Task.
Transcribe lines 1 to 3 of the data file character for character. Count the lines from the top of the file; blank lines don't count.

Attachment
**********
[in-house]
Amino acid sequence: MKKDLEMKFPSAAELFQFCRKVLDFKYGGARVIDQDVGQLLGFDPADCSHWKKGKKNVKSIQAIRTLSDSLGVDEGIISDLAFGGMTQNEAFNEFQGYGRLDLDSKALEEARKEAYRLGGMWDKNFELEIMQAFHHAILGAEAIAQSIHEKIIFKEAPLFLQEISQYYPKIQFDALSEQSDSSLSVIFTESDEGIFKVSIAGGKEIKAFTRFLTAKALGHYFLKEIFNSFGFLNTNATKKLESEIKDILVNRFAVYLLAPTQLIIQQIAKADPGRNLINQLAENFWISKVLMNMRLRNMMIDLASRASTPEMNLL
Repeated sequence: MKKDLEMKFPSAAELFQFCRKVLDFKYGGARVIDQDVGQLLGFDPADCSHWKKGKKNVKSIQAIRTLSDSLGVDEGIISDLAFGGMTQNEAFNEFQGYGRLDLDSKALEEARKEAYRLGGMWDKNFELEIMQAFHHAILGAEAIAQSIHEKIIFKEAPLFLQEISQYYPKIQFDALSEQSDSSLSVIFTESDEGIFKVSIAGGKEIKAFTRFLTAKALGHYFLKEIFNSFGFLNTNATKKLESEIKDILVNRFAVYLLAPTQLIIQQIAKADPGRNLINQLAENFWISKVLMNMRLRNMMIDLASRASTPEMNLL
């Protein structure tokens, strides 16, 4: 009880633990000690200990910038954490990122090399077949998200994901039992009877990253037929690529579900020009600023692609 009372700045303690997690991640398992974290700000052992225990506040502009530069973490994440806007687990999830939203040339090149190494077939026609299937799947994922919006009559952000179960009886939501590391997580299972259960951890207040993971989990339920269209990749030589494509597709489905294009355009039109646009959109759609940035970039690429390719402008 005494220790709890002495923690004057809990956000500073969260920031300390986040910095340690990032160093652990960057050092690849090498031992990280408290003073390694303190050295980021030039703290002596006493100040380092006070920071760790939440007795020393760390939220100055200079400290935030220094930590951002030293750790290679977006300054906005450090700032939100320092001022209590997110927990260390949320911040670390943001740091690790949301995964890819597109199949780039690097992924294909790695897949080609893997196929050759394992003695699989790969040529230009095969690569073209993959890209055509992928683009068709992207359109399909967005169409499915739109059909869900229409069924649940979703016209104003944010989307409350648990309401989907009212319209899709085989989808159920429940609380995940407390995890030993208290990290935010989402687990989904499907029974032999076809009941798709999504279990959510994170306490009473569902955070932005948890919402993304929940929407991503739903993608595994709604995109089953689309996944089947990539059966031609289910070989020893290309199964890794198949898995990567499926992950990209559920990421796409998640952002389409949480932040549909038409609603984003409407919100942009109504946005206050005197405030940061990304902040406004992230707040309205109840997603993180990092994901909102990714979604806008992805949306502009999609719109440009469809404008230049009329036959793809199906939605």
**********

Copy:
[in-house]
Amino acid sequence: MKKDLEMKFPSAAELFQFCRKVLDFKYGGARVIDQDVGQLLGFDPADCSHWKKGKKNVKSIQAIRTLSDSLGVDEGIISDLAFGGMTQNEAFNEFQGYGRLDLDSKALEEARKEAYRLGGMWDKNFELEIMQAFHHAILGAEAIAQSIHEKIIFKEAPLFLQEISQYYPKIQFDALSEQSDSSLSVIFTESDEGIFKVSIAGGKEIKAFTRFLTAKALGHYFLKEIFNSFGFLNTNATKKLESEIKDILVNRFAVYLLAPTQLIIQQIAKADPGRNLINQLAENFWISKVLMNMRLRNMMIDLASRASTPEMNLL
Repeated sequence: MKKDLEMKFPSAAELFQFCRKVLDFKYGGARVIDQDVGQLLGFDPADCSHWKKGKKNVKSIQAIRTLSDSLGVDEGIISDLAFGGMTQNEAFNEFQGYGRLDLDSKALEEARKEAYRLGGMWDKNFELEIMQAFHHAILGAEAIAQSIHEKIIFKEAPLFLQEISQYYPKIQFDALSEQSDSSLSVIFTESDEGIFKVSIAGGKEIKAFTRFLTAKALGHYFLKEIFNSFGFLNTNATKKLESEIKDILVNRFAVYLLAPTQLIIQQIAKADPGRNLINQLAENFWISKVLMNMRLRNMMIDLASRASTPEMNLL